Readers’ wildlife photos

I have some singletons and a couple of longer additions, but the tank is running quite low (as is the “Photos of readers” feature). Please send in your contributions to either feature.

Today I’ll post some of the singletons and doubletons. First, two photos from Christopher Moss (all readers’ captions are indented):

American red squirrel: (Tamiasciurus hudsonicus):

Red-winged blackbird (Agelaius phoeniceus): one of the shyest birds I have ever managed to capture. [JAC: this is a female]

From Robert Lang: a lion [Panthera leo] photo he photographed in Botswana:

From Gregory James:

I was looking for Monarch caterpillars on our milkweed patch. I see the butterflies and eggs, but something must eat the caterpillars before I find them. In any case there are plenty of Milkweed Bugs (Oncopeltus fasciatus), like this copulating pair, and tiny, glistening, little flies that someone who knows flies can probably identify.

Amy Edmonds show us what happens when a wild mallard hybridizes with a domestic one, in this case the familiar white American Pekin duck (a domestic variety of the mallard also known as the Long Island Duck):

 

9 Comments

  1. Posted July 29, 2020 at 8:03 am | Permalink

    Good stuff!

  2. GregZ
    Posted July 29, 2020 at 8:07 am | Permalink

    The metallic flies are long-legged flies in the family Dolichopodidae. Most adults are predators.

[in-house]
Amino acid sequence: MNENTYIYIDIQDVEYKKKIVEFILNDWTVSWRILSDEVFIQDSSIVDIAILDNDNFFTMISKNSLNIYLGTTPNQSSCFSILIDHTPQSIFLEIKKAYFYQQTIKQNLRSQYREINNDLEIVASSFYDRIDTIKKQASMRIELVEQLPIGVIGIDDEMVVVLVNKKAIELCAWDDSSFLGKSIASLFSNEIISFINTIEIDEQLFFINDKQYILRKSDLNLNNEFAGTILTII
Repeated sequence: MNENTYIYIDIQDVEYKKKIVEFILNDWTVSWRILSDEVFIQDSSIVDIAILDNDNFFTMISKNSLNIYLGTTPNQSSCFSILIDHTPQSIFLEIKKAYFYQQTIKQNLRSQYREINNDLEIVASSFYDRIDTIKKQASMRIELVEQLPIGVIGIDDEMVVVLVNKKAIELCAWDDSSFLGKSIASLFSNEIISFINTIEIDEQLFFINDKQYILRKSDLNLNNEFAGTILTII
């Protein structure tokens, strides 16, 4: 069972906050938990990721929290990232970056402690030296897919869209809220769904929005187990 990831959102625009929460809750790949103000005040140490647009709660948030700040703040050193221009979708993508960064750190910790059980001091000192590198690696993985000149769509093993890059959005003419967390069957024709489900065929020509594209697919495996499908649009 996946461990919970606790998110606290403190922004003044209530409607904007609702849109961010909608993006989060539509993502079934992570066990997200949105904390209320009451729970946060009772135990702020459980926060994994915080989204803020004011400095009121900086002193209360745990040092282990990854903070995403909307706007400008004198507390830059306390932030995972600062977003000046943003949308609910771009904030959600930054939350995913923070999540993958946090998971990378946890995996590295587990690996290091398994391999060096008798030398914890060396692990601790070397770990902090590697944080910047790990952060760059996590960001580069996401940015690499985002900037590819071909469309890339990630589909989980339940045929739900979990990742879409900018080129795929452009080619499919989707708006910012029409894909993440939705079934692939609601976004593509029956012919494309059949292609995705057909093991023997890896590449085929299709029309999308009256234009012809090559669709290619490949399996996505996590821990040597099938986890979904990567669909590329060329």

• GBJames
      Posted July 29, 2020 at 8:17 am | Permalink

      Do they go after monarch caterpillars?

      • Posted July 29, 2020 at 9:42 am | Permalink

        Maybe the eggs or first instar larvae. But I am not sure. The flies are quite small.

        • GBJames
          Posted July 29, 2020 at 9:44 am | Permalink

          They are quite small. Egg and first instar predation could explain the absence of caterpillars on the plants.

        • Posted July 29, 2020 at 8:21 pm | Permalink

          That might explain why there are hardly any eggs on my milkweeds in one area of the garden. I have seen these little bugs about.

  3. Ken Kukec
    Posted July 29, 2020 at 8:13 am | Permalink

    … there are plenty of Milkweed Bugs (Oncopeltus fasciatus), like this copulating pair …

    Must be an old married couple, seeing as how they’ve lost interest in kissing while making the bug with two backs.

  4. Diana MacPherson
    Posted July 29, 2020 at 10:08 am | Permalink

    American Red Squirrels are my favourites. Small and ornery and wanting to be alone. I find them so cute. I have rarely seen them in my yard as they prefer conifers. There may be one nearby as I see one occasionally.

  5. Diana MacPherson
    Posted July 29, 2020 at 10:08 am | Permalink

    American Red Squirrels are my favourites. Small and ornery and wanting to be alone. I find them so cute. I have rarely seen them in my yard as they prefer conifers. There may be one nearby as I see one occasionally.


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